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Artist, Entrepreneur, and Vinyl Visionary Cookie Zhang Wants to Change China’s Taste in Music

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Cookie Zhang is at the center of Shanghai’s vinyl community. Over her diverse career in the music industry, she’s brought international artists to China, held workshops for obscure beatmaking equipment, and hand-mixed live vinyl sets of lofty, classic funk. Today, she’s perhaps best known as one half of the duo behind Daily Vinyl, an online-store-turned-culture-zine-turned-real-store. And the most recent development in this amorphous, constantly evolving music culture project is Eating Music, a label with a roster of its own artists, run by Cookie.

We were fortunate enough to attend Eating Music’s intimate summer showcase a couple of months back, and later caught up with Cookie in her store to talk about the growth of the project, her work in the music industry, and what it means to create your own art through others.

Before we talk about Eating Music, can you tell us a little about how Daily Vinyl got started?

In the beginning, Daily Vinyl wasn’t the store you see now. The co-founder Endy [Chen] and I have been friends for a long time, and when we met we were both really into collecting CDs and vinyl records. Back then he was still working in a company and I was working in events, throwing parties, promoting, things like that. I took a year off after a surgery, and during that time the two of us talked a lot online. One day he just asked me, hey, do you want to sell some records together? Each of us had our own page on Discogs where we would sell old records we didn’t want anymore. He suggested we sell together on Taobao, so we decided we needed some kind of project or theme to help move that along.

We landed on the idea to put a new record online every day. At the same time, we started publishing record lists on Taobao, and sharing music on our Weibo page. So people would follow our Weibo, and maybe they decide they want a record we shared there, they could just click over to Taobao and buy it. So at the beginning it was really simple — we just wanted to sell secondhand records from our collections, but later we started doing pop-up record markets, then other projects, and it just became more and more formal. We just kept pushing to help it grow and circulate more good records, and now here we are.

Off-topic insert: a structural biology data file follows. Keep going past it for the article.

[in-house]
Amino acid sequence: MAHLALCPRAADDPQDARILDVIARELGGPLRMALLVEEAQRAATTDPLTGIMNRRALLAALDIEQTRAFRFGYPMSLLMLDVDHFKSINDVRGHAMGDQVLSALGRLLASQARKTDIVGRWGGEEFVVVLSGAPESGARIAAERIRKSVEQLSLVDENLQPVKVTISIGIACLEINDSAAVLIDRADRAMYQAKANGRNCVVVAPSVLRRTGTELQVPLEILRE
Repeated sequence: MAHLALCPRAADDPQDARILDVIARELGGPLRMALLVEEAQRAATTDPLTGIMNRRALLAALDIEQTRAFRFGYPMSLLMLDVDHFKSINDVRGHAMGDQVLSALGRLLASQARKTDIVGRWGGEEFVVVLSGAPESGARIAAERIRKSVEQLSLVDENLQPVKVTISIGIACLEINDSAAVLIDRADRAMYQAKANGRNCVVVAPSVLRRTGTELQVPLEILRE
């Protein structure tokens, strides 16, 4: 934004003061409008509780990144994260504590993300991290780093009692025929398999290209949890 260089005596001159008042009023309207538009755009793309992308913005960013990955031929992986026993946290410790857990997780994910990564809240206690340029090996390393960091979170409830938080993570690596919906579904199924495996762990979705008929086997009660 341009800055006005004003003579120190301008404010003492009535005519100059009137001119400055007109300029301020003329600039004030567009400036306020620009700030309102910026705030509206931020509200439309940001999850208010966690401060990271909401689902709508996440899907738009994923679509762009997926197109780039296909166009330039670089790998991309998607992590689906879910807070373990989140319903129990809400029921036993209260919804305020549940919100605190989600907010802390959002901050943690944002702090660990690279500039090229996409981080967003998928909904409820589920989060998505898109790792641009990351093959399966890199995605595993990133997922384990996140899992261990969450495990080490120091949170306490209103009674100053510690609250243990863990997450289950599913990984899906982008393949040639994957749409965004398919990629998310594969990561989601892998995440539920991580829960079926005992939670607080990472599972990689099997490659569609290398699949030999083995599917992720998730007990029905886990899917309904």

Three Eating Music artists perform an SP-404 jam session at the label’s showcase in July

It sounds like it was a really organic process for you guys. You said you were talking online — did you meet on Douban?

Yes, we first met on Douban, but we didn’t talk a lot since our tastes in music were pretty different. I think the first time we met in person was in Shelter [editors’ note: Shelter, now closed, was a legendary hub for electronic and hip hop music in Shanghai housed in an old bomb shelter]. For our generation, if you listen to a lot of music, you spend a lot of time on Douban. Because you can catalogue all the stuff you like on Douban, and connect with people based on what they watch or listen to.

So you guys started your Taobao store — what happened next? I mean, Daily Vinyl is much more than a Taobao store now. What were the different stages of expansion you went through to get from Taobao shop to vinyl empire?

Well after we opened up the store online, we started throwing pop-up record markets. And the first market really inspired me, because so many people came out, all looking for good records. They were really craving this kind of thing, so I felt like I needed to keep doing markets. I liked all the people, and it felt good to have them all there for our event. There weren’t any other events like ours, so I felt we should keep going. But we can’t just keep selling the same things, same records for every event — we needed to change our stock and give people something new. So we started importing more records and cooperating with labels and distributors. So that was the second step.